Here’s how it works. At the top of each screen the number of recent searches you have conducted is given. These searches are retained during your entire search session. From the "Recent search" screen, you can see each search (19), modify it or combine it (20) with other searches. You can delete, modify or save one or all of the strategies in the search session to reuse, set up an Alert or an RSS feed.
A new "Save Search" screen appears that lets you save your selected sets in a complete strategy.
Searching multiple databases
Example 4: Restricting a search to specific databases in a multifile search
When searching multiple databases, you may want to restrict a search or part of a search to a particular database. For example, if you are searching two databases, such as MEDLINE® and Embase® that contain different indexing you might want to search one database, using the indexing terms for that database to create a search and then combine this set with others from your multi-file search. The benefit to this technique is you can create more precise searches by taking advantage of indexing in different databases before combining all sets. This command works in a similar fashion to legacy Dialog where searchers used the FROM command to limit to particular databases when searching multiple files.
For example, a search for smart grid in the title also limits the search to Inspec®. Use the field code FDB followed by the database(s) name or ID, e.g., fdb(inspec).
These are just some of the features designed to make searching with ProQuest Dialog quick, easy and intuitive regardless of your level of experience searching Dialog. The new features built into the platform mitigate the need for heavy command searching while retaining the precision and power required by information professionals. Review screencasts on the ProQuest Dialog Customer page for more information about these and other new features in ProQuest Dialog.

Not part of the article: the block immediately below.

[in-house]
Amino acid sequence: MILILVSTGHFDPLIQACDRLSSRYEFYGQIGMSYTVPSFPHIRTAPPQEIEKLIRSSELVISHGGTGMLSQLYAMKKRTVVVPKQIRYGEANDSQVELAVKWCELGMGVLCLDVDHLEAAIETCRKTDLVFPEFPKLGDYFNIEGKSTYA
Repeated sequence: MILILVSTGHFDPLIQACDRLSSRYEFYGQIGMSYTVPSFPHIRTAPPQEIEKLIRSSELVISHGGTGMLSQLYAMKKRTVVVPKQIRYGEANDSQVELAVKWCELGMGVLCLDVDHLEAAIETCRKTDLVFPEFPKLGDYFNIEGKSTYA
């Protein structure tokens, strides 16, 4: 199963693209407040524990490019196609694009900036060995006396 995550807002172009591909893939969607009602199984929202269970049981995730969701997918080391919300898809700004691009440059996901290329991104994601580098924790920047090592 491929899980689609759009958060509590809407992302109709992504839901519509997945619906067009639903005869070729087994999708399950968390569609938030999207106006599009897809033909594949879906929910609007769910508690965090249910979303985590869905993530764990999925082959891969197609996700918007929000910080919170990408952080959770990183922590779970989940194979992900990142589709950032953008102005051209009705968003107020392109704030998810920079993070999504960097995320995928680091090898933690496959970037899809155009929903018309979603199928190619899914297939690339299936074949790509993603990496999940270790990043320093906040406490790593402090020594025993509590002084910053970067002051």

Related FreePint Resources:
VIP Report: Product Review of ProQuest Dialog STM
About this article:
By Beverley Crane
With an Ed.D. in instructional technology and English, Beverley Crane is an educational consultant for Dialog LLC and has been involved with training for more than 30 years, 20+ with Dialog. She creates Dialog training materials, including self-paced modules to illustrate searching techniques. She is also the Editor of the Dialog Chronolog and writes the Eye on Innovation, both Dialog customer eNewsletters. She has taught Dialog training courses, as well as English, and English as a Second Language, at middle school, high school and college levels. Author of three educational books, she is completing her fourth: “Using Web 2.0 and Social Networking Tools in the K-12 Classroom”, to be published by Neal-Schuman Publishers in early 2012.
More articles by Beverley Crane »